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This is a Helper Page for:
Divergence Theorem
Vector Fields
Complex Numbers
Gradients and Directional Derivatives
Change of Coordinate Systems
Math for Computer Graphics and Computer Vision
Dot Product
Image 1: Image of a vector
Modified Image 1

Vectors are quantities that are specified by both a direction and magnitude of length. Perhaps the simplest vector is a Euclidean vector, represented by an arrow in Euclidean space. Refer to Image 1. This arrow has a length and points in some direction.

Although Image 1 is a vector, it is not very useful because it's unclear where it is positioned. To use vectors, we need to introduce the coordinate system. Assigning x and y coordinates to a vector allows us to be more precise when we talk about the location of a vector. Refer to Modified Image 1 on the left. In this updated image, we now know the x and y coordinates. Our vector is 6 units in the x direction and 8 units in the y direction.

Image 2: Unit Vectors (i, j, k)

Another way to define the position of a vector is by using unit vectors, which have length 1. In order to give a vector's position using unit vectors, we write it as a combination of unit vectors that are placed along the the coordinate axes. A unit vector is denoted by a lowercase letter with a hat above it, like so, \hat{a}. It is pronounced as a-hat. Our standard correspond to the x-y-z coordinate system. \hat{i} points along the x-axis \hat{j} points along the y-axis and \hat{k} points along the z-axis. This notation is used in physics, engineering and linear algebra.

Referring to Image 2 on the right, we express a vector in terms of its components relying on the unit vectors. This helps us understand the direction. As for the magnitude, the length of a vector, we can just measure its length. The magnitude is denoted by \left| \vec A \right|. The magnitude of a vector is a scalar quantity, a numerical value with no direction.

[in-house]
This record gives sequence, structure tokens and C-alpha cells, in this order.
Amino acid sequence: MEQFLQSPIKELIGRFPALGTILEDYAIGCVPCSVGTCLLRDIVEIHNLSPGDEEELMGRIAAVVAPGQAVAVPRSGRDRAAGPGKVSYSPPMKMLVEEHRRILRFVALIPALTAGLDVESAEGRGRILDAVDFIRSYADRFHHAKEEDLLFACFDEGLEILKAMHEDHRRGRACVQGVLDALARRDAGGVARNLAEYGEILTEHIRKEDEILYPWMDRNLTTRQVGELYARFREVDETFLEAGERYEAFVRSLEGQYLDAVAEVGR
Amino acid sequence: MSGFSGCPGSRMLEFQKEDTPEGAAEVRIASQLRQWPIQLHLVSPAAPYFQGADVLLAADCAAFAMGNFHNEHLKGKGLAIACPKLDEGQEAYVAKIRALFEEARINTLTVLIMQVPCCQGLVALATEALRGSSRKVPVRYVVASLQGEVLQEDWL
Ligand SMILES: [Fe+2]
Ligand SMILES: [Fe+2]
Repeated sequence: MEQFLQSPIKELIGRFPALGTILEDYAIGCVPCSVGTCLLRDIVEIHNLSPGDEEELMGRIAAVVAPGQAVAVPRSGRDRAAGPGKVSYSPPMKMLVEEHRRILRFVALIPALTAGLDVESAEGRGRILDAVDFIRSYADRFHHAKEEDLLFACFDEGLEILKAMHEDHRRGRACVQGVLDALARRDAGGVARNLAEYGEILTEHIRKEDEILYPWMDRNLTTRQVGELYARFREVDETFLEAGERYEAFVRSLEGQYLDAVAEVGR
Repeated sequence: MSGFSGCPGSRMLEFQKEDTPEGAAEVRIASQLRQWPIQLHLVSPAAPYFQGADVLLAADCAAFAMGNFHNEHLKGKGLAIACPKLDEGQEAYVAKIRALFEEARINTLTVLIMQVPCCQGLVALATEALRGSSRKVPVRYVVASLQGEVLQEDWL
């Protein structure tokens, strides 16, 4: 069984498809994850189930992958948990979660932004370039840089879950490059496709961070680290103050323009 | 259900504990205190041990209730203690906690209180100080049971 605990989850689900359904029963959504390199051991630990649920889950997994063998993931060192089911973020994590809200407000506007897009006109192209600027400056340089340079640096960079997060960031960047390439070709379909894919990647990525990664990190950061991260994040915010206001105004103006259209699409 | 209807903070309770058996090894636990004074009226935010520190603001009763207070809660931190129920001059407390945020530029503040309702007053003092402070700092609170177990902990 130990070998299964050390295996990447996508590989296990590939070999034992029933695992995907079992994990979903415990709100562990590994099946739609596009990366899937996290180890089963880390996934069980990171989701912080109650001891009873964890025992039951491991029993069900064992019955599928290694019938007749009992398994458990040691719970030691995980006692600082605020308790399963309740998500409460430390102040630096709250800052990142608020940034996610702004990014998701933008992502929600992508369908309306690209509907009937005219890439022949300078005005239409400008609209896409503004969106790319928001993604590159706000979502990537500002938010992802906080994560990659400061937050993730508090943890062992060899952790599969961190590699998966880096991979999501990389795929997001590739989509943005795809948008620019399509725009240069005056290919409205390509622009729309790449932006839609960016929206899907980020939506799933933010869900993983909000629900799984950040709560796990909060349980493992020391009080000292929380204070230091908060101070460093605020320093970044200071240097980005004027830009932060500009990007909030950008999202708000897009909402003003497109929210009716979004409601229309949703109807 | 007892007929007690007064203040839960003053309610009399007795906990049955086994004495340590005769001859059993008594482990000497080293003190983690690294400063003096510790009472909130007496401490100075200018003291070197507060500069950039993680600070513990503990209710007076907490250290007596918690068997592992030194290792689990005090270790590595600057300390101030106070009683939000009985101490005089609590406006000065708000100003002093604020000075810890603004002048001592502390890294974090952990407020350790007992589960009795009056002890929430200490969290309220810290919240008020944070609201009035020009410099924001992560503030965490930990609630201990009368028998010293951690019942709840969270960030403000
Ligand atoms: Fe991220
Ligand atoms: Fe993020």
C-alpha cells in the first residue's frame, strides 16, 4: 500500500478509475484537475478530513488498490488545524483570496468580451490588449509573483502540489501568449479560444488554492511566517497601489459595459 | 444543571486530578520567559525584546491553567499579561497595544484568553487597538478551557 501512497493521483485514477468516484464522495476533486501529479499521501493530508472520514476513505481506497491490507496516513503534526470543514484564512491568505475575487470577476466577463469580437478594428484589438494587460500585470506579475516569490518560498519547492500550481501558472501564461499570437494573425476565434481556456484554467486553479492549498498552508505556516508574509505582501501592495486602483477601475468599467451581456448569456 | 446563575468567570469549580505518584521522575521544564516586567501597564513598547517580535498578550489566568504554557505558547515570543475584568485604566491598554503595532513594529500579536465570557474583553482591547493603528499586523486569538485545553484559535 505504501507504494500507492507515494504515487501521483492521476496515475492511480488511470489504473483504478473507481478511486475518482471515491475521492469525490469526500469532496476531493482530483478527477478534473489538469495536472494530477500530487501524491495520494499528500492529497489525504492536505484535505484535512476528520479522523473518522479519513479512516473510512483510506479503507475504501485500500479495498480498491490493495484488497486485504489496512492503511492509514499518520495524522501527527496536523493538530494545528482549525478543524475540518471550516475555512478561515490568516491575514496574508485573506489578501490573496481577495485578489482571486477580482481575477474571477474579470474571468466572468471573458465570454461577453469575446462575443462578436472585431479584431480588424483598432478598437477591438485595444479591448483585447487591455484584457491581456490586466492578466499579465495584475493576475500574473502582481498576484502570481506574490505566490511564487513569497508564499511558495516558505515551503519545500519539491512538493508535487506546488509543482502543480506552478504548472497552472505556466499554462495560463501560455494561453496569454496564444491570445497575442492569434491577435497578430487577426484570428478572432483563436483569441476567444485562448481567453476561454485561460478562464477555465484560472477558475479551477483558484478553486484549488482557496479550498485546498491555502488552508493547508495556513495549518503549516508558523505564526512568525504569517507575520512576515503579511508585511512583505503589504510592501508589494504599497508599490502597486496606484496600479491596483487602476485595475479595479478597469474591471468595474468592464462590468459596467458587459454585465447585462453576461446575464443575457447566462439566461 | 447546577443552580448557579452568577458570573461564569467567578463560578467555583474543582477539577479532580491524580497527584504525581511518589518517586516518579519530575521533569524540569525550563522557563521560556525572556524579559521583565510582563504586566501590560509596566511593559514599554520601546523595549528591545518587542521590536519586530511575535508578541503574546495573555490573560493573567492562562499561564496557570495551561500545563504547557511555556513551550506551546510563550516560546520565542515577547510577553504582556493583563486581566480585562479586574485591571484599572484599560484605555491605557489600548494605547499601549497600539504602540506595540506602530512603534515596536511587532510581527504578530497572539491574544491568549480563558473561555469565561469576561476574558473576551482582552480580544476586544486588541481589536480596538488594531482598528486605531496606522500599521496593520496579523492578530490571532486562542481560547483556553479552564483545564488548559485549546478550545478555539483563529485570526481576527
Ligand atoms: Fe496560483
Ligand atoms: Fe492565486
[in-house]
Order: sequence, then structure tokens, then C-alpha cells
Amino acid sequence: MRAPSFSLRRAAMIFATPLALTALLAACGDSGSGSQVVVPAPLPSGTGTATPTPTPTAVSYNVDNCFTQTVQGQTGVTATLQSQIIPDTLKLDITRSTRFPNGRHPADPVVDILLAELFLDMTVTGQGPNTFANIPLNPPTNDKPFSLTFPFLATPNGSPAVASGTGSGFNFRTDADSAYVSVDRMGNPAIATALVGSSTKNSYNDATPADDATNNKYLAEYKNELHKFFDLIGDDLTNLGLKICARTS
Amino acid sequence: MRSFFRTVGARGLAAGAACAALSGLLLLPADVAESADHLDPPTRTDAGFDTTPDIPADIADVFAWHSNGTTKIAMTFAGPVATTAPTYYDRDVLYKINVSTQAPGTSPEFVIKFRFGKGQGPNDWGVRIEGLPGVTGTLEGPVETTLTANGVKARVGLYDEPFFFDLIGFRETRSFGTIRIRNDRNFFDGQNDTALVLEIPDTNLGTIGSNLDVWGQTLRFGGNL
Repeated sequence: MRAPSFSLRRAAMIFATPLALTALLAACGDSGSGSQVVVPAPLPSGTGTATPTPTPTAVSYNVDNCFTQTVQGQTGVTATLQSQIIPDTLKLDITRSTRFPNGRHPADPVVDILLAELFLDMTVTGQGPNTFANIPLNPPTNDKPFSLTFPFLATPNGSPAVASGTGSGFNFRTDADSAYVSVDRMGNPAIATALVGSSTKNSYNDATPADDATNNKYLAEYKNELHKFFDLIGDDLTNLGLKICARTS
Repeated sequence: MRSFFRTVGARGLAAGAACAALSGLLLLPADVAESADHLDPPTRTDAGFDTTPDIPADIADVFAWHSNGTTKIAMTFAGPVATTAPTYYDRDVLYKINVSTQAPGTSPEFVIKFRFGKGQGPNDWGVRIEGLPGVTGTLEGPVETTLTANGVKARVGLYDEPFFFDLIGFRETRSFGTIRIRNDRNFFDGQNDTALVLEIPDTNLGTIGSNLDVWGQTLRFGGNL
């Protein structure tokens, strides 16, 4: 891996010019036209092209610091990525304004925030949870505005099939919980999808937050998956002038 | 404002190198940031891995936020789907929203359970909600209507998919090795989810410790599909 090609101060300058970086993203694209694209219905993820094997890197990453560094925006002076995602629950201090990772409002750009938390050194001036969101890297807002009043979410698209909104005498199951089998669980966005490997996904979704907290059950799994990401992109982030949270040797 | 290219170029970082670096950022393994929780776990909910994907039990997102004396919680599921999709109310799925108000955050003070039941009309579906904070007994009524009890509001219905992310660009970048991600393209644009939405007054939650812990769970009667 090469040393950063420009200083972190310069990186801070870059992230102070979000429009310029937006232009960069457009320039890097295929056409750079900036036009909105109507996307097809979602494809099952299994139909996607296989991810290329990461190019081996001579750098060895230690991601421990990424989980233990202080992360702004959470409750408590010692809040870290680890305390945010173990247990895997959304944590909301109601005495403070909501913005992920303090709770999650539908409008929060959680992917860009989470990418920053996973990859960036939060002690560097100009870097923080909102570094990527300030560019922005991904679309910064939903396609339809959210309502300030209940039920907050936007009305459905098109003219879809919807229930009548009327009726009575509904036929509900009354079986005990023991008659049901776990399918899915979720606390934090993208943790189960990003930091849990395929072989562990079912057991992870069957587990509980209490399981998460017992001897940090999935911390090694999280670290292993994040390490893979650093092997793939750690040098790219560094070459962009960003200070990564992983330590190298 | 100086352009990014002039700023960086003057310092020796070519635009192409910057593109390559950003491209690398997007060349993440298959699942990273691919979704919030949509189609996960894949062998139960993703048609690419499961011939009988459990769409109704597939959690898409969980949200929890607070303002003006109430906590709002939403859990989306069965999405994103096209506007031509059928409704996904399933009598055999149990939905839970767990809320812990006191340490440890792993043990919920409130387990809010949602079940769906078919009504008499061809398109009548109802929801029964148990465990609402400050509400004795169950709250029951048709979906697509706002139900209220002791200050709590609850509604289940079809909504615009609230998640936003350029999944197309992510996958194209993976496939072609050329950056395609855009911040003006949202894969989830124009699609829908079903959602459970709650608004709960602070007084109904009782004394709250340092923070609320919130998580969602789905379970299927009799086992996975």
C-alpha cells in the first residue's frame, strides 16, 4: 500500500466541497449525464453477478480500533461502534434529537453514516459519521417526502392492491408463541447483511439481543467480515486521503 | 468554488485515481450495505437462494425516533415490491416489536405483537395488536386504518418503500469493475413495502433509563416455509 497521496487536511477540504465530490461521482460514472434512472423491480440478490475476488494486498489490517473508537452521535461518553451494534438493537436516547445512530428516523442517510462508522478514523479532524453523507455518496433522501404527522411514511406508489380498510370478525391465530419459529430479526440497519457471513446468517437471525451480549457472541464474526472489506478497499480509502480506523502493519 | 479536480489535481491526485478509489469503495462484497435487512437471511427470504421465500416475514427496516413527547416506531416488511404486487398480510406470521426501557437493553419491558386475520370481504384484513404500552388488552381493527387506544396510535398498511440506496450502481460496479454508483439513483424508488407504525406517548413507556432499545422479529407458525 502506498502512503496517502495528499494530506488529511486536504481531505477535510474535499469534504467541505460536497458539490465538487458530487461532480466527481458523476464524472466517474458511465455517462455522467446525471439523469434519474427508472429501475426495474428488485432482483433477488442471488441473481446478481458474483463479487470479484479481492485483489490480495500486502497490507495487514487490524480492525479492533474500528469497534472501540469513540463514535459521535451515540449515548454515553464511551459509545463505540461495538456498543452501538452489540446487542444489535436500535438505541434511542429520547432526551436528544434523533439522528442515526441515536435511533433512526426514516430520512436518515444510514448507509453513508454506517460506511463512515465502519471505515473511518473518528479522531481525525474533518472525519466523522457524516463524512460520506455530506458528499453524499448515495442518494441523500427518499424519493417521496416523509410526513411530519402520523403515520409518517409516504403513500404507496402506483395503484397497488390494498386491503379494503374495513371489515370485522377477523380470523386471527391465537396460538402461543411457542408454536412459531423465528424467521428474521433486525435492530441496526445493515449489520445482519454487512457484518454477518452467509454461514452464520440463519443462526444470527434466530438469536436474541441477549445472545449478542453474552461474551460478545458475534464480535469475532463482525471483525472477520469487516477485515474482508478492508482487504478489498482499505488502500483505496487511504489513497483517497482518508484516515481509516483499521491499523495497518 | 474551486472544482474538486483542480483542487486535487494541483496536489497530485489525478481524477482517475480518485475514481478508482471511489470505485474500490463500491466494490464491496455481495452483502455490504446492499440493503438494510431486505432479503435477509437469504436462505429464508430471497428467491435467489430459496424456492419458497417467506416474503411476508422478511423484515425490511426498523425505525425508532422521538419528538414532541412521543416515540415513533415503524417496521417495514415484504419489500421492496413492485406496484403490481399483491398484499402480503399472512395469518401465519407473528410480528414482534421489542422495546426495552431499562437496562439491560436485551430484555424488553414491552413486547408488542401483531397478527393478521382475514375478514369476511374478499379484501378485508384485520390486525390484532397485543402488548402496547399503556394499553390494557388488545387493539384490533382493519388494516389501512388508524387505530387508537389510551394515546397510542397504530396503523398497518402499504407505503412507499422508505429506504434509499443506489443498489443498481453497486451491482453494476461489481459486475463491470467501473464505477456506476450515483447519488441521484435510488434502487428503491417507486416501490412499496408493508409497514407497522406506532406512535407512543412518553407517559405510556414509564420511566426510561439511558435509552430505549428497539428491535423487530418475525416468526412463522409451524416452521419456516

Labeling Vectors

Vector (3, 2): Click to enlarge

When we have a vector quantity we put an arrow on top of the labeling letter to remind us that it is a vector. It looks like so \vec A. One way of writing vectors is by components, like this: \left \langle a_1, a_2, a_3 \right \rangle. The components of a vector can also be written as:  \begin{bmatrix} 3 \\ 2\\ \end{bmatrix} . This vector has an x-component of 3 and a y-component of 2, and is shown in the image on the right.

With \left \langle a_1, a_2, a_3 \right \rangle as any numerical values we can also write any vector in terms of standard unit vectors: \vec A = a_1 \hat{i} + a_2 \hat{j} + a_3 \hat{k}. If we are given \vec A = 3 \hat{i} + 3 \hat{j} + 2 \hat{k} we know that vector A is 3 units in the x and y direction and 2 units in the z direction. This is shown in the image below.

Vector (3,3,2): Click to enlarge

If a vector is still a bit abstract to you then think of a compass. The arrow has a certain length, this is our magnitude, and it points in any direction (north, south, east, and west).

Click here for a graphical introduction to vectors:

'Head to tail' addition of two vectors: (3, 2) + (1,-1) = (4, 1): Click to enlarge

When two vectors are added, the sum can be found by placing the two vectors 'head to tail' and finding the coordinate they reach. When a vector is multiplied by a scalar several things may occur:

  • When multiplied by a number with absolute value greater than one, the vector stretches. (Figure 1)
  • When multiplied by a number with absolute value less than one, the vector shrinks. (Figure 2)
  • When multiplied by a negative number, the vector reverses direction. (Figure 3)

Many mathematical and physical entities can be represented by vectors. For example, an object's velocity can be represented by a 'velocity vector', where each component represents the object's speed in a certain direction. Gravity can also be represented by a vector: the strength of gravity's pull corresponds to the magnitude of the vector, and the direction of the pull corresponds to the direction the vector points in. Vector Fields are another important application of vectors.

Figure 1: Stretching a vector A Figure 2: Shrinking a vector A Figure 3: Stretching and reversing the direction of a vector A
Vector bold3.PNG Vector bold4.PNG Vector bold5.PNG

Click here for an algebraic introduction to vectors:

For vectors  \vec{A},\vec{B}, and  \vec{C} and numbers d and e,

The following equalities hold for all vectors and scalars:

  •  \vec{A}+\vec{B} = \vec{B} + \vec{A} (Commutivity of vector addition)
  •  \vec{A}+(\vec{B}+\vec{C}) = (\vec{A}+\vec{B})+\vec{C}  (Associativity of vector addition)
  •  d(\vec{A}+\vec{B}) = d\vec{A} + d\vec{B} (Distributivity of scalars)
  •  d(e\vec{A}) = (de)\vec{A} (Associativity of scalar multiplication)
  • the existence of a zero vector (additive identity),  \vec{0} , such that  \vec{A} + \vec{0} = \vec{A}

The standard algebraic representation of vectors is in terms of components, although not all vectors can be expressed this way:

 \vec{A} = (a_1, a_2, ... , a_k)
 \vec{B} = (b_1, b_2, ... , b_k)

Vectors in this form are added by components:

 \vec{A} + \vec{B} = (a_1, a_2, ... , a_k)+(b_1, b_2, ... , b_k)=(a_1+b_1, a_2+b_2, ... ,a_k + b_k)

Multiplying a vector by a number, known as a scalar, means multiplying each component by that number:

 d\vec{A} = (da_1, da_2, ... , da_k)

Click here for an interactive demonstration:

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